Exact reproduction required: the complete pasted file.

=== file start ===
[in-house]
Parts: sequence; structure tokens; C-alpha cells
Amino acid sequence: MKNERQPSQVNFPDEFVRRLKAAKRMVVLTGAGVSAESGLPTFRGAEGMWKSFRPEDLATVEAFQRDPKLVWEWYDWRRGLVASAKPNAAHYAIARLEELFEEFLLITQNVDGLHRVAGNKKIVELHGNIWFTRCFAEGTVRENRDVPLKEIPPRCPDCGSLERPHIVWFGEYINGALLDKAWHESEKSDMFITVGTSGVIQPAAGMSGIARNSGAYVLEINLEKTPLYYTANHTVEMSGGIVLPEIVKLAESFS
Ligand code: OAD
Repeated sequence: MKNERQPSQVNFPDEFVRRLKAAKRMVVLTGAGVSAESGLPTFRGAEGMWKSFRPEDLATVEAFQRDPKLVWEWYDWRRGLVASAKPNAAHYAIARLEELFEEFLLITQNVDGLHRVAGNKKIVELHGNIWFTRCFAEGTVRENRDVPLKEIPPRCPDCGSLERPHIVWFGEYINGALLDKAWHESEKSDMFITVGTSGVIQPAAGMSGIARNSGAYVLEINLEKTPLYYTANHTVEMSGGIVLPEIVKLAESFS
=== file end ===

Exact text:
[in-house]
Parts: sequence; structure tokens; C-alpha cells
Amino acid sequence: MKNERQPSQVNFPDEFVRRLKAAKRMVVLTGAGVSAESGLPTFRGAEGMWKSFRPEDLATVEAFQRDPKLVWEWYDWRRGLVASAKPNAAHYAIARLEELFEEFLLITQNVDGLHRVAGNKKIVELHGNIWFTRCFAEGTVRENRDVPLKEIPPRCPDCGSLERPHIVWFGEYINGALLDKAWHESEKSDMFITVGTSGVIQPAAGMSGIARNSGAYVLEINLEKTPLYYTANHTVEMSGGIVLPEIVKLAESFS
Ligand code: OAD
Repeated sequence: MKNERQPSQVNFPDEFVRRLKAAKRMVVLTGAGVSAESGLPTFRGAEGMWKSFRPEDLATVEAFQRDPKLVWEWYDWRRGLVASAKPNAAHYAIARLEELFEEFLLITQNVDGLHRVAGNKKIVELHGNIWFTRCFAEGTVRENRDVPLKEIPPRCPDCGSLERPHIVWFGEYINGALLDKAWHESEKSDMFITVGTSGVIQPAAGMSGIARNSGAYVLEINLEKTPLYYTANHTVEMSGGIVLPEIVKLAESFS